Museums are chartered with creating preservation environment, in which past achievements of humanity are made available to general public for further advancement of the society. They are mostly governed by boards of established and respected individuals, who act on their perception of what is good for the society and how to best fulfill their museum’s charter. Often collaborating (or merged) with museums and other repositories are research organizations, which are chartered with making sense out of the mass of collected artifacts, building links and answering «why?» and alike questions.

Thursday, June 25, 2009

Individual authors

Individual authors' creativity drivers vary depending on their personal believes, social position and accessible wealth. Depending on these and other factors, authors might have three main drivers: survival needs, quality of life, and self-realization (which includes a greater societal good for many authors). Society's copyright infrastructure aids fulfillment of all three drivers through the availability of commercial and free (in many senses) licenses, allowing them (in theory) to control creative works distribution and charge for their use.

Wednesday, June 24, 2009

Back to basics

The «Orphan Works» issue is clearly linked to the notion of copyright, so I have been thinking about the orphan works in the context of that link and it's original purpose.

From my perspective, the copyright concept is to encourage individual and collective authors to innovate so that society may benefit from it. To facilitate this, the copyright law is designed for one basic thing: to respect will of authors regarding how their work should be treated in the society.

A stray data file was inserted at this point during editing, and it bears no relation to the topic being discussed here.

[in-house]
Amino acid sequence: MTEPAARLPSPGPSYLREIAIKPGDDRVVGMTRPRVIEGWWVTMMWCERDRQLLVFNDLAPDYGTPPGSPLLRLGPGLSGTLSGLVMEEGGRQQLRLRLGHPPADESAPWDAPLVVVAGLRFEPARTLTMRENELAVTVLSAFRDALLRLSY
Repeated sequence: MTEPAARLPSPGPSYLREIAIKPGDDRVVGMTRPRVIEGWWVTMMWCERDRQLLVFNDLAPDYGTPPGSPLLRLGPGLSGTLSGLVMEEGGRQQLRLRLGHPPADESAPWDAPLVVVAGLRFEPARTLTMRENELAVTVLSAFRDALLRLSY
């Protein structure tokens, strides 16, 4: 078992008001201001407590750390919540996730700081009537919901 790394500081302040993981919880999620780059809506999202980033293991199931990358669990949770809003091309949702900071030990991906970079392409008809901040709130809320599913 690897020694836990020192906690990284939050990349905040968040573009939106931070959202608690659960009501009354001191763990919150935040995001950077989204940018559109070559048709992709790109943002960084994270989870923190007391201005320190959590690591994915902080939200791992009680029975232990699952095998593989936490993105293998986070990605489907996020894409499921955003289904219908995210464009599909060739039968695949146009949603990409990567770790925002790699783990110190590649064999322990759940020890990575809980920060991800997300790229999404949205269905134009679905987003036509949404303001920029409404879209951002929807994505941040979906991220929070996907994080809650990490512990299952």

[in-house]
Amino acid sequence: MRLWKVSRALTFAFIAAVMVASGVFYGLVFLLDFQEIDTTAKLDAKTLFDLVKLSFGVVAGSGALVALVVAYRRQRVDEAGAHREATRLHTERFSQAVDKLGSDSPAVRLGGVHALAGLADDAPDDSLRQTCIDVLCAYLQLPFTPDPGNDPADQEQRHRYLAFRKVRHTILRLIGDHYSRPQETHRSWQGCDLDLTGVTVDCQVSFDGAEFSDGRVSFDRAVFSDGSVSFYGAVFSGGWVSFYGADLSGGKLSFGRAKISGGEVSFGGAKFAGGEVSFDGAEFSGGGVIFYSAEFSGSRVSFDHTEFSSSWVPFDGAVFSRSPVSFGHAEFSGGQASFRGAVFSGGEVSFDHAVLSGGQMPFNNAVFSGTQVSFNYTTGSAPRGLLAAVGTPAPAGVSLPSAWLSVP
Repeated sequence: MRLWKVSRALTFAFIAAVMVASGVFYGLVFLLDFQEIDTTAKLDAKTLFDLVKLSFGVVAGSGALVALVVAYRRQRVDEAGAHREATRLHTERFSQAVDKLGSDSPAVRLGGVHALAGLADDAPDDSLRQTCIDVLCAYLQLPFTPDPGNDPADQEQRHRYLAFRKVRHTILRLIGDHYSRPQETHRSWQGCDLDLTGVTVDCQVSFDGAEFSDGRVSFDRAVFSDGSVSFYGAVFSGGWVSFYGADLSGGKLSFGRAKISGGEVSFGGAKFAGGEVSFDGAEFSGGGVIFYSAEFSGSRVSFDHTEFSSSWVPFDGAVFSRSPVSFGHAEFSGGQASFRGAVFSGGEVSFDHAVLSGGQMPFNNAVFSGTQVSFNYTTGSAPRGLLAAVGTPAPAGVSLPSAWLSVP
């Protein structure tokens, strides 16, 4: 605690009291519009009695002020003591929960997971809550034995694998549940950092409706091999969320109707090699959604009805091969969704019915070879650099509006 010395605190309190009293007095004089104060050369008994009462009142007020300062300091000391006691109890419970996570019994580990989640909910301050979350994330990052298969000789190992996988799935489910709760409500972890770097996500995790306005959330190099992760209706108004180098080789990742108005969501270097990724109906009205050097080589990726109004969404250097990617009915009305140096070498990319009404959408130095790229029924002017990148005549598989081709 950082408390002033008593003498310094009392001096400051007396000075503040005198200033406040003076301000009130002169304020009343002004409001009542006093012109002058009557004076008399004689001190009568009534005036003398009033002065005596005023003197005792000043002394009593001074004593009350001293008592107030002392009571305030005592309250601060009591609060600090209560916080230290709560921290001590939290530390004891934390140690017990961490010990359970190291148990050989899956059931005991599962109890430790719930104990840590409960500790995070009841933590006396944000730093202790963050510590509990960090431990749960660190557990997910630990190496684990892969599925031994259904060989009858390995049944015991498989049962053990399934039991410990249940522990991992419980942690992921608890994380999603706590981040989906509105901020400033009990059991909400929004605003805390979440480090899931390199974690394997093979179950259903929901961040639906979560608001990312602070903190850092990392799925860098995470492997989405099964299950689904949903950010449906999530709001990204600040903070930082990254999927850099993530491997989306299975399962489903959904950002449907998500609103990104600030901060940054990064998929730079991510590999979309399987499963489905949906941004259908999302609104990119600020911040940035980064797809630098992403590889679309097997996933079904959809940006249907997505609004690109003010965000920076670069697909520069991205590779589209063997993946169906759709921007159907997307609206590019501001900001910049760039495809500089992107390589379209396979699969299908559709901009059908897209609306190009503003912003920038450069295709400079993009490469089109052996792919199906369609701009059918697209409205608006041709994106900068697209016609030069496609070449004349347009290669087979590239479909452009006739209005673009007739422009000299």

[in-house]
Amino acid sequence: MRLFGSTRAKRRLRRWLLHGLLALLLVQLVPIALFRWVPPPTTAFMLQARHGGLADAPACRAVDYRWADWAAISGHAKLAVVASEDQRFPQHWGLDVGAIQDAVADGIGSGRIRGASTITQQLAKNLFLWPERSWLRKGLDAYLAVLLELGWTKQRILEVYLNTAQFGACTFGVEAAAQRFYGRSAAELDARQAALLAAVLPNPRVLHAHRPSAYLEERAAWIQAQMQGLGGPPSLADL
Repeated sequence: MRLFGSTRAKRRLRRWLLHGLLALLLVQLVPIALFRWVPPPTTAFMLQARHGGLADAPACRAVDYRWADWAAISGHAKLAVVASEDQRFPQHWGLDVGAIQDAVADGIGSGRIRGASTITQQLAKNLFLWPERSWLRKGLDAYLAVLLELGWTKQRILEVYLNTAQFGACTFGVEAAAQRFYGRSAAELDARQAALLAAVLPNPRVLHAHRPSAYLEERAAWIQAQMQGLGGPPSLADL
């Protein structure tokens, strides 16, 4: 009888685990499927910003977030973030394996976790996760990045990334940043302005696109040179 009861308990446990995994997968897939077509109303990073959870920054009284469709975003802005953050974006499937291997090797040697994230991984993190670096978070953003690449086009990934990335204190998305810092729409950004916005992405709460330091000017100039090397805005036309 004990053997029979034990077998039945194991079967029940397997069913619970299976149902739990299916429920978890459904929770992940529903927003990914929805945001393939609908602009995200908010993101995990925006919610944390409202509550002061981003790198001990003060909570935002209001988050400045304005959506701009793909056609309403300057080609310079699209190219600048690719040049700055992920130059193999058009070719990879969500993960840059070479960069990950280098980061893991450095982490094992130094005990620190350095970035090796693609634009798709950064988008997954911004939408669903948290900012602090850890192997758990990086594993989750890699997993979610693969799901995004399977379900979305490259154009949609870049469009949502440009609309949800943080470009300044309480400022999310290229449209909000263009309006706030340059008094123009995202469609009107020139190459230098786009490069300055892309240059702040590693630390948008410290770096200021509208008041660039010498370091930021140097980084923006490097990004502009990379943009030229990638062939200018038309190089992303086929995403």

The rest in the copyright domain should be a derivative from the main objective. An author’s will is usually expressed in a license. Authors may decide to charge for the use of their work which should be respected. Authors may decide to publish their work under Creative Commons License, and that spirit should be respected as well. The notion of copyright should not be considered good or evil in by itself: it is value neutral.

Many more developments happened in the copyright domain and quite a few groups injected their special interests into the copyright laws. To untangle the mess, however, one needs to have the original intentions clear.

Friday, April 3, 2009

"Industry standard" baggage

Headaches of the modern Internet technology include outdated non-standard "industry standards". Those are extra features, or additional functionality, which was at some time popular, but then went out of favor and never made it to a formal standard specification. Obvious examples are miscellaneous Internet Explorer 6 behaviors. Once popular and almost the only way to do cool stuff on the Internet, now it is an annoying and expensive piece of software, yet hard to replace and impossible to ignore.